BART to Spend $5 Million on Warding Off Birds

The project manager said it would have been more expensive not to spend the $5 million

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    NEWSLETTERS

    BART's board is poised on Thursday to approve spending $5 million to reimburse contractors who have spent the last year doing everything in their power to ward off birds - many of them federally protected - which have been nesting and laying eggs along the railway lines under construction from Fremont to San Jose. Kris Sanchez reports.

    BART's board is poised on Thursday to approve spending $5 million to reimburse contractors who have spent the last year doing everything in their power to ward off birds - many of them federally protected - which have been nesting and laying eggs along the railway lines under construction from Fremont to San Jose.

    The money has gone to pay for biologists, an "air dancer" typically seen waving around at used car lots, tarps, tree removal and other services - all in an effort to get rid of the birds without killing them.

    BART project manager Paul Medved said the birds, including red-tailed hawks and morning doves, love this area of Warm Springs in Fremont near Lake Elizabeth, because it is a migratory path for them. But this bird-friendly spot is also where BART is building a $148-million, mile-long railway extension down to the South Bay.

    Medved told NBC Bay Area on Wednesday that while this may seem like a lot of money, paying the contractors for their work in shooing away the birds peacefully is a lot less expensive than paying the contractors not to work while the birds nest and lay eggs. It is against federal law to disturb the protected birds' habitat once they have established their nests.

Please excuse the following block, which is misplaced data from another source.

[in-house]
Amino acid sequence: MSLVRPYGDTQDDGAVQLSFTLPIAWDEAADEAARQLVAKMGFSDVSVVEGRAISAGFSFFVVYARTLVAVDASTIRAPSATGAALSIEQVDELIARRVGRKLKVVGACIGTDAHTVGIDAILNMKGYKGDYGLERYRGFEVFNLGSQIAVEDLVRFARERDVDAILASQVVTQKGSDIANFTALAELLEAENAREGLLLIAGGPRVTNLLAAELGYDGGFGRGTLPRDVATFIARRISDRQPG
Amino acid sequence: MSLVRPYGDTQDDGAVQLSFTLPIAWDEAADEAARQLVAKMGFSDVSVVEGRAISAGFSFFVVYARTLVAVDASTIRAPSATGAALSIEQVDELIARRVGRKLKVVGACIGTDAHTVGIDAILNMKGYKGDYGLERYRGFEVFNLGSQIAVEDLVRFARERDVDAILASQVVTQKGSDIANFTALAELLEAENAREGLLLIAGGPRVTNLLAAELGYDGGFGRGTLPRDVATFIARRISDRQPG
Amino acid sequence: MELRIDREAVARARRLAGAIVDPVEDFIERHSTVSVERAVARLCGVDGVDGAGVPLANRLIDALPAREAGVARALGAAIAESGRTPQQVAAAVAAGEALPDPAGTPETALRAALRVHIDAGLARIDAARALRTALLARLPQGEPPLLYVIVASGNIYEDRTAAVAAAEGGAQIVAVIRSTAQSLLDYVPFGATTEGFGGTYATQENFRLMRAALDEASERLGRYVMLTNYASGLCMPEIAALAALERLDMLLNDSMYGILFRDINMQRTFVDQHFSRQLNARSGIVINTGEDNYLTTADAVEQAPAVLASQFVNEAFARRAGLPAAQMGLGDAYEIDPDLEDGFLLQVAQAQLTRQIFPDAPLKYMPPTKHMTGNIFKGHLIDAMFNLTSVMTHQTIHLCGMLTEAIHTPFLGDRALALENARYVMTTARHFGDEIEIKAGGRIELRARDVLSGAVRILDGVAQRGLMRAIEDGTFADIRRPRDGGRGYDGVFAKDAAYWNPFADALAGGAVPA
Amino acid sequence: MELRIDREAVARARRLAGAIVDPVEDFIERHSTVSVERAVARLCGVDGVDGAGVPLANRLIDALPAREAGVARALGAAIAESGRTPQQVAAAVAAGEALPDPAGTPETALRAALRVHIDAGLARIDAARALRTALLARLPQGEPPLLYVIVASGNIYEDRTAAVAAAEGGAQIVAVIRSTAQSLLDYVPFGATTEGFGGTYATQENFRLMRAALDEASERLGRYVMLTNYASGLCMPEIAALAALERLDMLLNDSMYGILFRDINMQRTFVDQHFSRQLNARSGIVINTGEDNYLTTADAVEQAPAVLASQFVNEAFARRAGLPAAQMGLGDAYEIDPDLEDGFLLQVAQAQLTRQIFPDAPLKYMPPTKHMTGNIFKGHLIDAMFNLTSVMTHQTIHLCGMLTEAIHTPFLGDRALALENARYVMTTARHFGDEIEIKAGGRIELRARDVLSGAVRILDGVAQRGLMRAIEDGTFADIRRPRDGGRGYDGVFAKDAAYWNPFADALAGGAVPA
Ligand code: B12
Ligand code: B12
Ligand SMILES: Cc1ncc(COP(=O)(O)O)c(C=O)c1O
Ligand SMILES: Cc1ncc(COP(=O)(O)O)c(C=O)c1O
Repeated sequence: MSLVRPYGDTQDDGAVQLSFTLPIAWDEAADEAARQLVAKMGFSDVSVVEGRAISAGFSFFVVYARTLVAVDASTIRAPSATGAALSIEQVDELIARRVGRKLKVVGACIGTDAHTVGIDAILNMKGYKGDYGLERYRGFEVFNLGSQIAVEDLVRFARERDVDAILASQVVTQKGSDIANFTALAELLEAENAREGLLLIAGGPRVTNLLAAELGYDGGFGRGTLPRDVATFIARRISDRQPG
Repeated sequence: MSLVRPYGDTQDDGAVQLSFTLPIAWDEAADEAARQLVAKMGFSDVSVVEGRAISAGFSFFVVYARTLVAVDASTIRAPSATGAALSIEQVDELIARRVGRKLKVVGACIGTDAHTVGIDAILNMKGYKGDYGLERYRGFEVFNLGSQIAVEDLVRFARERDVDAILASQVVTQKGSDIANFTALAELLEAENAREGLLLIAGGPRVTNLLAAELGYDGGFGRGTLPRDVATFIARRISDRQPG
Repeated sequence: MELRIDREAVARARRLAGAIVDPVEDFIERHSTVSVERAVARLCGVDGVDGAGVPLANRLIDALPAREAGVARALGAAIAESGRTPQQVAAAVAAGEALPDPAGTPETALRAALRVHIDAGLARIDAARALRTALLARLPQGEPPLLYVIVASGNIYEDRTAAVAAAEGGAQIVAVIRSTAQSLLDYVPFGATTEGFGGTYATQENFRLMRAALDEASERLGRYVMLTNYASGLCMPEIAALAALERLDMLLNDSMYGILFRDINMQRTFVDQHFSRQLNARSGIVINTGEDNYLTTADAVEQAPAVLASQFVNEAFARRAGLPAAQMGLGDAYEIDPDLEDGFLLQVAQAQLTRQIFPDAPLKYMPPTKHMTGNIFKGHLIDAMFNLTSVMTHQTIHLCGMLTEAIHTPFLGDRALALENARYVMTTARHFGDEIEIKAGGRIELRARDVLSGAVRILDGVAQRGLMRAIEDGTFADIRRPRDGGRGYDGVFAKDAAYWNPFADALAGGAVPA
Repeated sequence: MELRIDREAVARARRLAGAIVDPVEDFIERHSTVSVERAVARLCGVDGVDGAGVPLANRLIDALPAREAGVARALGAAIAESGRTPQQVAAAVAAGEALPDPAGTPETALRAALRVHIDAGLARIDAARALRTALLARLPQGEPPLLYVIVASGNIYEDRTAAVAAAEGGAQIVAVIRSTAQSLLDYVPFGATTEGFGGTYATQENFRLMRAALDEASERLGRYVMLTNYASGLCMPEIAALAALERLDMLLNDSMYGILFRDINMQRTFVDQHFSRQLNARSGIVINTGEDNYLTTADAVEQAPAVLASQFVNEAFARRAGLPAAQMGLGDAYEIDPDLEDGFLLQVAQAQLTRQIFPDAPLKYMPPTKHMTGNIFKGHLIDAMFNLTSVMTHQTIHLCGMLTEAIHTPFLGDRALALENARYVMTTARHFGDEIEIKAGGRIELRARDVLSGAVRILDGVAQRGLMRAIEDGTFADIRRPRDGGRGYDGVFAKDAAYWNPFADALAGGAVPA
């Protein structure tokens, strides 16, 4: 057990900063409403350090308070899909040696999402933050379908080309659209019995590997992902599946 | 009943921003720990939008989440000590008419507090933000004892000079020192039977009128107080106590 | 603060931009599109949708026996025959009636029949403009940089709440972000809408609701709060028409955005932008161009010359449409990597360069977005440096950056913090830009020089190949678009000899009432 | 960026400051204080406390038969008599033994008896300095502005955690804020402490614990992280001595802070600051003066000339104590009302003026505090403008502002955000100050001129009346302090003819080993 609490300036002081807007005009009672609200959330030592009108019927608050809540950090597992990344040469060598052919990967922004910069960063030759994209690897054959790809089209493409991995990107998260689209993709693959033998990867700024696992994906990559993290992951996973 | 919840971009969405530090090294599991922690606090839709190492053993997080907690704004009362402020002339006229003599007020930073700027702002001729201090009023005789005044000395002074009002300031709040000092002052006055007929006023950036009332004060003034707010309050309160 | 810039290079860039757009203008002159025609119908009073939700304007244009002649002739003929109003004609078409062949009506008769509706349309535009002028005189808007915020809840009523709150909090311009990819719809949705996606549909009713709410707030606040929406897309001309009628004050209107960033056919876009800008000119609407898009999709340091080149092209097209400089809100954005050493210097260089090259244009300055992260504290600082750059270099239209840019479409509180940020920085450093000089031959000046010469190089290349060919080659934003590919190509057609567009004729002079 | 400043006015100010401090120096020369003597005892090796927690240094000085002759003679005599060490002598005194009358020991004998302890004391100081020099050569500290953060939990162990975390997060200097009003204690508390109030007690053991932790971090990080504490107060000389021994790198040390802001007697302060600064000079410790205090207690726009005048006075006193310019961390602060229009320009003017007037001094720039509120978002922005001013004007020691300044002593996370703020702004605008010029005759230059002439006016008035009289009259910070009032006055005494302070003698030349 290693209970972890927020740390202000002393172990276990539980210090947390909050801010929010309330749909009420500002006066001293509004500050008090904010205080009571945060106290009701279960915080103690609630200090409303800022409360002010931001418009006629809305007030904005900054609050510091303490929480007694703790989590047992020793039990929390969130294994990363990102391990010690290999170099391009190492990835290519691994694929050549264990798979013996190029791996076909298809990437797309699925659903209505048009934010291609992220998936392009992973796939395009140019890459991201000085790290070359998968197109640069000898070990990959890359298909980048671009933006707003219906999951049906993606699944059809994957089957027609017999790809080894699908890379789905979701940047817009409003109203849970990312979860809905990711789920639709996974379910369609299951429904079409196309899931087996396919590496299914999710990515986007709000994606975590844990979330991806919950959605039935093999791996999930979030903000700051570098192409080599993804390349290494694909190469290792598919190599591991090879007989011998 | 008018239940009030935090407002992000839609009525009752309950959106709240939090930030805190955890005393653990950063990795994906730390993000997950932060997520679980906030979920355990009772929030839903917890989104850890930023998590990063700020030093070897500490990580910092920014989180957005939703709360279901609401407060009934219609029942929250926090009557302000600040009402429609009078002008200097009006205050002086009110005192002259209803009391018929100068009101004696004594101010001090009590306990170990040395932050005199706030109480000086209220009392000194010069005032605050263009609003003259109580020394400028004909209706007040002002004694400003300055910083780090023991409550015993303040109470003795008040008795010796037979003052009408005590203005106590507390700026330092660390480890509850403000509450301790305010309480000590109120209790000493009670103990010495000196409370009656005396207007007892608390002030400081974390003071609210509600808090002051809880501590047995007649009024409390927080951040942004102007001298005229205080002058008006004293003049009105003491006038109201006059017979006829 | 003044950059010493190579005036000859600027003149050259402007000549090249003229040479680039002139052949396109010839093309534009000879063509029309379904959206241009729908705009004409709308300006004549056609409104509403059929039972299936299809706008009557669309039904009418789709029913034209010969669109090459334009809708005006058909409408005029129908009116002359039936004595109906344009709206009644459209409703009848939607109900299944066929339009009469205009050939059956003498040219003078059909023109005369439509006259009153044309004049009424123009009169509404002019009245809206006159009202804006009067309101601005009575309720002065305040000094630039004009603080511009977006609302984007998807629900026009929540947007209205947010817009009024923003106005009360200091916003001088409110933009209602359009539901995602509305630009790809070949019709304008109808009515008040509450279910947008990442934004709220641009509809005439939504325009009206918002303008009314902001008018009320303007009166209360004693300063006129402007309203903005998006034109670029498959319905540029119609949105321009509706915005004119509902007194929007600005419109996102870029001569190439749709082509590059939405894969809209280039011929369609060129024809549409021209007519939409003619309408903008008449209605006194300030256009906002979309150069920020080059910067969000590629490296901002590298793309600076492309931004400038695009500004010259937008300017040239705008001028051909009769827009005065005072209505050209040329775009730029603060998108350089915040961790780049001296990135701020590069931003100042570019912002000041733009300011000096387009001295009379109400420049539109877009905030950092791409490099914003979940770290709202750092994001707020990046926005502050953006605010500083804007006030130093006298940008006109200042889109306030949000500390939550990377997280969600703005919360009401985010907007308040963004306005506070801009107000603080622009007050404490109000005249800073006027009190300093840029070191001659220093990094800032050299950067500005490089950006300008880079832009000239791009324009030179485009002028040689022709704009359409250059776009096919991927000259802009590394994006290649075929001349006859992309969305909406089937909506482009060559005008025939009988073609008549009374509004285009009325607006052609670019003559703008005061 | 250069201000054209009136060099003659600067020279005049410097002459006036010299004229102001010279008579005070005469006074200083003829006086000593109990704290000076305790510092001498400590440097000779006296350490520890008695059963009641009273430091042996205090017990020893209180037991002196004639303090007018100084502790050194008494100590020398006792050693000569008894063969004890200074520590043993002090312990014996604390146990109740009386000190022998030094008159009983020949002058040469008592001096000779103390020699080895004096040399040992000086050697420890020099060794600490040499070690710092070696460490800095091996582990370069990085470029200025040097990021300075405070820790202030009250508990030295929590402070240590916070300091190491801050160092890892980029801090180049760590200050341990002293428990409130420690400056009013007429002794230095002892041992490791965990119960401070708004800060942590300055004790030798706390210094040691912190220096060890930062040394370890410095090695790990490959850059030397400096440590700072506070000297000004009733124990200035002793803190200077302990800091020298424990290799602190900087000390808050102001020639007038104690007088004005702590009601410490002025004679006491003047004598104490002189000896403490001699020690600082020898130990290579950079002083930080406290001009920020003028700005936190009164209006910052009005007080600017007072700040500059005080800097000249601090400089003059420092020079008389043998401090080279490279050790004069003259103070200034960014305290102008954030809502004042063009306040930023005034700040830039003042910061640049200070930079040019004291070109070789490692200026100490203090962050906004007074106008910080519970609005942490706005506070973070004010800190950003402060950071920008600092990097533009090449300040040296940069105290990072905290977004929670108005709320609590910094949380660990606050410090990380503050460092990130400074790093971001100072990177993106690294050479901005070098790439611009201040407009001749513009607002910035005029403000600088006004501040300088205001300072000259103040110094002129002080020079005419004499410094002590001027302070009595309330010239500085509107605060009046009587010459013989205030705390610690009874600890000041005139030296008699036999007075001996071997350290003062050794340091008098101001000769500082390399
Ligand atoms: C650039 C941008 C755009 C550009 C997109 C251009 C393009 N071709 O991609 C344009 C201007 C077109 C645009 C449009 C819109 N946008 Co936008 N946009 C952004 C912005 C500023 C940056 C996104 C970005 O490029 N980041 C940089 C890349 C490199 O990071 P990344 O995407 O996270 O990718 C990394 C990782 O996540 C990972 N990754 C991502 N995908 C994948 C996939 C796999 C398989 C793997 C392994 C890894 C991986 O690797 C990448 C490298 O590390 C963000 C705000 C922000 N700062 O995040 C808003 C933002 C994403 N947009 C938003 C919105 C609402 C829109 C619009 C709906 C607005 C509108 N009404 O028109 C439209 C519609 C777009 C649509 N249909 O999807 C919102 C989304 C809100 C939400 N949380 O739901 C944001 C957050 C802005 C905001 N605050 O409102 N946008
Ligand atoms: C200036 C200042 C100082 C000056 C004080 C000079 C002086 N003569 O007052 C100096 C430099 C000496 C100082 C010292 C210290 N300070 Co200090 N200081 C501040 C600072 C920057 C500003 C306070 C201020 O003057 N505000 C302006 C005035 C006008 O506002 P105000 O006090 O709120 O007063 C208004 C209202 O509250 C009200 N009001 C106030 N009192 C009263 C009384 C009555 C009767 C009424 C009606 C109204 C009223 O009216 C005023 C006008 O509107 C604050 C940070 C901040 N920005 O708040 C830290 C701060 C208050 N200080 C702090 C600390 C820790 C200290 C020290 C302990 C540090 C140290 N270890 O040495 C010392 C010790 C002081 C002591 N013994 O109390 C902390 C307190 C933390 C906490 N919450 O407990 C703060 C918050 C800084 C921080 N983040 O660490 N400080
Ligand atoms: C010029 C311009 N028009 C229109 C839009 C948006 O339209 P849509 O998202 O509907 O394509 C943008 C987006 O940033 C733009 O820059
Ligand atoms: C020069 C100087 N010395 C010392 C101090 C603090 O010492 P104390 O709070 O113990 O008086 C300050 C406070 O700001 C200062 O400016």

The taxpayer funds, Medved added, is coming from an emergency "contingency" fund, and is not to be considered as a cost overrun.

    The BART line, which is almost complete, is part of an $890-million, 5.4-mile extension into the Warm Springs district of southern Fremont and is expected to open in three years. It's the first leg of a rail line slated to reach Milpitas and San Jose's Berryessa neighborhood by 2018.

    The whole situation has taken the BART construction crew by surpise, Medved said, noting that the flying creatures didn't seem to be bothered a bit by the jackhammers, cranes and other loud noises.

    "The birds didn't mind the contruction," he said. "What we didn't expect was a bird emergency."

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